There was no official response by Ankara on the time of the article, however the two strikes could trigger Ankara to tug its toes much more in ratifying the membership of Sweden and Finland to NATO and strengthen Turkish diplomats’ arguments that the 2 international locations promise rather a lot and ship little.

Despite pronounced optimism from Washington and NATO headquarters in Brussels, Turkey and Hungary haven’t but ratified the accord, although Budapest stated earlier this yr that it will achieve this in early 2023.

Ankara nonetheless maintains that the 2 international locations should “do more” to implement a trilateral memorandum signed in June through the alliance’s Madrid summit. But six months after the eleventh-hour deal, Turkey argues that each Nordic capitals ought to fulfill their guarantees to deal with Ankara’s safety issues and to raise their de facto arms embargo in opposition to Ankara.

Turkish Foreign Minister Mevlut Cavusoglu, who got here collectively along with his Nordic counterparts through the NATO summit in Bucharest final month, stated the talks had been “progressing positively,” however the international locations “haven’t taken some concrete steps yet” concerning extraditions and authorized rules

Turkey expects Sweden to tighten its grip on the PKK, YPG and FETO each with strengthened legal guidelines and on the bottom.  Ankara additionally requests the extradition of militants from a variety of teams, together with the PKK and FETO, in an ever-growing listing, in response to pro-government media retailers. 

Stockholm has repeatedly harassed that its judiciary is impartial and has the ultimate say in extraditions, however the brand new liberal authorities promised to tighten legal guidelines on combating terrorism and controlling the group’s monetary sources.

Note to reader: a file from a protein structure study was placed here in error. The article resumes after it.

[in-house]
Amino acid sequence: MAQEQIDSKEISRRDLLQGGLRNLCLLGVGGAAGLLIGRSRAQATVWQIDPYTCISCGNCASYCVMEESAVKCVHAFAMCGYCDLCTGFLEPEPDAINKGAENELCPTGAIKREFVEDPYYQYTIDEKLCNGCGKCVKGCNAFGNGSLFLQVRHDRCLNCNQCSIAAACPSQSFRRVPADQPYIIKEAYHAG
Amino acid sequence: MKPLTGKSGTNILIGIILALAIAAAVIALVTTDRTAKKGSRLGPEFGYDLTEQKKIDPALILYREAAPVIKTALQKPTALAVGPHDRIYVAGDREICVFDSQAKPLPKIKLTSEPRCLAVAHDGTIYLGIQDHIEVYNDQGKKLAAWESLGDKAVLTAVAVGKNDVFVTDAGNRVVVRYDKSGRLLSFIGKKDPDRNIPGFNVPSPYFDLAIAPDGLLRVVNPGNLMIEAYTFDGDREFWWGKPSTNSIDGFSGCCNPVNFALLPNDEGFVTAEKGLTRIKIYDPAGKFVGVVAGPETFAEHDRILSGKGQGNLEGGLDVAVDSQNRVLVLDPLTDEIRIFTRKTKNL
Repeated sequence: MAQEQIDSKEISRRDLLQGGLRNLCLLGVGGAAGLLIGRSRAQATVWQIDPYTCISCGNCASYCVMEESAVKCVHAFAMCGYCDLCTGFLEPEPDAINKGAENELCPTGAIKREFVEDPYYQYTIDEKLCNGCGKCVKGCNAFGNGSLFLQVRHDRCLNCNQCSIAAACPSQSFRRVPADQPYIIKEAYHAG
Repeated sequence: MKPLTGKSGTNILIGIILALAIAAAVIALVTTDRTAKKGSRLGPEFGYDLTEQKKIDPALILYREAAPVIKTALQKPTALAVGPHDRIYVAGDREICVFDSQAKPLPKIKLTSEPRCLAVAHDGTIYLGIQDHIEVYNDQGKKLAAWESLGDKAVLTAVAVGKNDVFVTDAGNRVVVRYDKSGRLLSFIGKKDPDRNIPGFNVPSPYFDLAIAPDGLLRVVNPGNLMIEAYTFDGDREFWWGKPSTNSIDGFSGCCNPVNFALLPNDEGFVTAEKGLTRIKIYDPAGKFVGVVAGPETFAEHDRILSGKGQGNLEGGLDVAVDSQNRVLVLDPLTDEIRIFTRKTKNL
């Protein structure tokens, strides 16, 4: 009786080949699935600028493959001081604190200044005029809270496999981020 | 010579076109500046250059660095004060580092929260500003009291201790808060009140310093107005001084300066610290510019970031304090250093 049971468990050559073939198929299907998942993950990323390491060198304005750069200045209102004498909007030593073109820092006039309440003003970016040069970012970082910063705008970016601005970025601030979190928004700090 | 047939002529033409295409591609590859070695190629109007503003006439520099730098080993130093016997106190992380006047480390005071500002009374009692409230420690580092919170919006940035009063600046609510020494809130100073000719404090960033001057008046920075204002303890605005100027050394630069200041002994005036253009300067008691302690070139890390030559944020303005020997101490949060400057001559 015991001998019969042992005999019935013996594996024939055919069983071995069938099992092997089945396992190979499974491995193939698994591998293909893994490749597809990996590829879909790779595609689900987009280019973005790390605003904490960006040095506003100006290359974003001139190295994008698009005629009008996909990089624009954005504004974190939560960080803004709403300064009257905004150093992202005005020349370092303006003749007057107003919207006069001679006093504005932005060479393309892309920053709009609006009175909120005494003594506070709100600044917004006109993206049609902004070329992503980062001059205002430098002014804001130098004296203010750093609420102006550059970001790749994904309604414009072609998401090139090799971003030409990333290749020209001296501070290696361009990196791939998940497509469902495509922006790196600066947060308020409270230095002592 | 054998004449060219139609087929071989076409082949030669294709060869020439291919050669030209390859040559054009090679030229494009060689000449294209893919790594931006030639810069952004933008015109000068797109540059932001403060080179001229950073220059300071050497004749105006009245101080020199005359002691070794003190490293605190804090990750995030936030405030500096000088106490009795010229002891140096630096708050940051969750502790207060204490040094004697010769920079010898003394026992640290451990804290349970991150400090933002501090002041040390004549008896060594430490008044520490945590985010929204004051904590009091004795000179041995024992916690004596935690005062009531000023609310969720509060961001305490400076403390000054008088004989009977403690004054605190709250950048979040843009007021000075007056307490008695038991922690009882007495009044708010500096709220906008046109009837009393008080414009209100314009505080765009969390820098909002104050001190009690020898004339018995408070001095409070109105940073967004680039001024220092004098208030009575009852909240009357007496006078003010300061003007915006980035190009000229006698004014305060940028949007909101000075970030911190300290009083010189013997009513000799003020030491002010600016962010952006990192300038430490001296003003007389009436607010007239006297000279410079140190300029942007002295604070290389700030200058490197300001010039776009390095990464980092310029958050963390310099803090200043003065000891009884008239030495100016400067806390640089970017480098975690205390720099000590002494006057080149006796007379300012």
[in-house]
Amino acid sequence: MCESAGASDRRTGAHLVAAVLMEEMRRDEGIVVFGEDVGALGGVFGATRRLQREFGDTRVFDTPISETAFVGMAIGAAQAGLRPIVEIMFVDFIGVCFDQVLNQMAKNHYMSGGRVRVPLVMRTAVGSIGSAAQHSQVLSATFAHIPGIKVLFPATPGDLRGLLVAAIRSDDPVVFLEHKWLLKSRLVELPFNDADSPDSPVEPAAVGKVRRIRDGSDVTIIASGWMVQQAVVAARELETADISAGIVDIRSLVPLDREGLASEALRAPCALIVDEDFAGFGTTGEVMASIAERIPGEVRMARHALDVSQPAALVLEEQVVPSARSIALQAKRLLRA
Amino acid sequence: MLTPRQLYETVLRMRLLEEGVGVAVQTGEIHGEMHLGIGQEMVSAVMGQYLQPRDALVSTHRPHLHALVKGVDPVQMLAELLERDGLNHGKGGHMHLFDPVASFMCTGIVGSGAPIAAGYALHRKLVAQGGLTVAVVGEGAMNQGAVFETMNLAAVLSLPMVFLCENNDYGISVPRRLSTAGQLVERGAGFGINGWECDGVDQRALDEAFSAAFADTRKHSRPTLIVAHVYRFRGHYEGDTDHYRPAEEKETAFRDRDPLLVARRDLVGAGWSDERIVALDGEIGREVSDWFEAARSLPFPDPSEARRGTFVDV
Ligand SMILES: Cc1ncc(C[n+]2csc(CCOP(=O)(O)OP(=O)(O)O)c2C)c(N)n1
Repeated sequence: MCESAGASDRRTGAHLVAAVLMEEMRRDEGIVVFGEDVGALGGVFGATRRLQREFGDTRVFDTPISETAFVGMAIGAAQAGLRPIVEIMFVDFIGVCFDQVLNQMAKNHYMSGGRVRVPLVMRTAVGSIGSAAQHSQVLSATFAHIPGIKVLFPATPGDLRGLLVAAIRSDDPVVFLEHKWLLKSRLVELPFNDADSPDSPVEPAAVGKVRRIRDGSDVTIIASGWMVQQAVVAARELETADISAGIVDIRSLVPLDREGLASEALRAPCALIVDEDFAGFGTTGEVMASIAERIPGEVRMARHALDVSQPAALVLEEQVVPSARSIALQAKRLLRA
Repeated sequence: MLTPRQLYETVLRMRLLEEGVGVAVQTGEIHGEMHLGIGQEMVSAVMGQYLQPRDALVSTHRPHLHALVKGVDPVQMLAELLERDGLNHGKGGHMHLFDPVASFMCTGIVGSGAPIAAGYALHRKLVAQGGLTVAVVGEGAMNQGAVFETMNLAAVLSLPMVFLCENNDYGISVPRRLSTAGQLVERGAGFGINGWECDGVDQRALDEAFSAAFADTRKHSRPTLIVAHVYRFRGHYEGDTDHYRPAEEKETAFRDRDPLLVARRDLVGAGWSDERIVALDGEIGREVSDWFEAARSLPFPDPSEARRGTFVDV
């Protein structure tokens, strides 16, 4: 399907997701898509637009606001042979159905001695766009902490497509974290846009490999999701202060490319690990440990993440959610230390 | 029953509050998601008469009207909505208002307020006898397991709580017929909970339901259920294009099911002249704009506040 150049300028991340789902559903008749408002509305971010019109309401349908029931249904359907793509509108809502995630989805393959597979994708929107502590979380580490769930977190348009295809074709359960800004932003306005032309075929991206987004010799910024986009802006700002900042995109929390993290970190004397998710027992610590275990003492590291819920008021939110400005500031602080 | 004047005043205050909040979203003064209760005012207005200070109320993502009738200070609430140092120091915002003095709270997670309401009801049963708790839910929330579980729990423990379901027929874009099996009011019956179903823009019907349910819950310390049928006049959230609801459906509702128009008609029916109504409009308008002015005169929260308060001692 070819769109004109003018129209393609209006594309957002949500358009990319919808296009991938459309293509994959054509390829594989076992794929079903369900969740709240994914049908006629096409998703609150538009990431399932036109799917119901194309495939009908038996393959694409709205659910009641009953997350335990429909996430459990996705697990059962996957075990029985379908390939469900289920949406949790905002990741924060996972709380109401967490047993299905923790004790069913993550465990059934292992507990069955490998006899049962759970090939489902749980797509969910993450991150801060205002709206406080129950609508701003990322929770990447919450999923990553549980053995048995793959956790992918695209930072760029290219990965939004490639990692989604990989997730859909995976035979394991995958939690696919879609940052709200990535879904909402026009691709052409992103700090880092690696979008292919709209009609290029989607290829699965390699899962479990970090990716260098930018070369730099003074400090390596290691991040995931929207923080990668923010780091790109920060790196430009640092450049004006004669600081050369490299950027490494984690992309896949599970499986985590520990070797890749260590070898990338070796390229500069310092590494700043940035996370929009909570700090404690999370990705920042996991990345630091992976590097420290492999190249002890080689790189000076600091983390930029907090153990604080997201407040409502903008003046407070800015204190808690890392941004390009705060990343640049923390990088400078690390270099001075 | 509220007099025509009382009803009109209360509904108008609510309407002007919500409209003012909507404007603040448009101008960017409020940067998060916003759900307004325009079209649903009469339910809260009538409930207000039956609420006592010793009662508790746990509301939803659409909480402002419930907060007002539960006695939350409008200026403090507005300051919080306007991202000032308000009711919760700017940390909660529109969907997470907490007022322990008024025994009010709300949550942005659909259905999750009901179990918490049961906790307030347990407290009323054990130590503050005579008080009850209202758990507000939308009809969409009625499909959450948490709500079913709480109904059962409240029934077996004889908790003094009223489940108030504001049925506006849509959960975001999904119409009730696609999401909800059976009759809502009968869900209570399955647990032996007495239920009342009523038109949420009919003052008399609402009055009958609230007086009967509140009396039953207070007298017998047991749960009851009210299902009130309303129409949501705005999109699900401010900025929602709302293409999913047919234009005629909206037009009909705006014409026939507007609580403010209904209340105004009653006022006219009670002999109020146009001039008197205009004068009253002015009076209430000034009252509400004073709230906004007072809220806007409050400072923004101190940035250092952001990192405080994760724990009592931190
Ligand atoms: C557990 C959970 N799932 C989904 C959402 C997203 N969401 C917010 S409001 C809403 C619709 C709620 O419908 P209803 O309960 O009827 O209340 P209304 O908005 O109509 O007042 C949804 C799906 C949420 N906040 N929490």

In early December, Sweden extradited Mahmut Tat, a convicted PKK member who had fled to Sweden in 2015 however had his asylum request denied. Turkey’s Justice Minister Bekir Bozdag described the move as a “good start” however maintained that Turkey anticipated extra. 

The high concern with Finland, which doesn’t have a large Kurdish neighborhood, is protection cooperation. Finnish Defense Minister Antti Kaikkonen, who got here to Ankara in early December, advised journalists that there was no arms embargo on Turkey and that Helsinki assessed arms export requests on a case-by-case foundation. But his remarks in Helsinki per week later appeared to point that his authorities could give an “preliminary inexperienced gentle” to latest Turkish requests to export navy materials regardless of a de facto ban in place since October 2019.

Speaking to a Finnish TV breakfast program final Monday, Kaikkonen stated he couldn’t disclose any additional particulars in regards to the preliminary requests to Finnish firms resulting from business confidentiality. However, he stated, “If the companies submit their final license applications, they will be processed and the matter will be resolved.” On Sunday, the Finnish information company quoted Defense Ministry senior adviser Riikka Pitkanen as saying that it was “possible” that the Finnish authorities will take care of these functions earlier than subsequent yr’s parliamentary elections scheduled for April.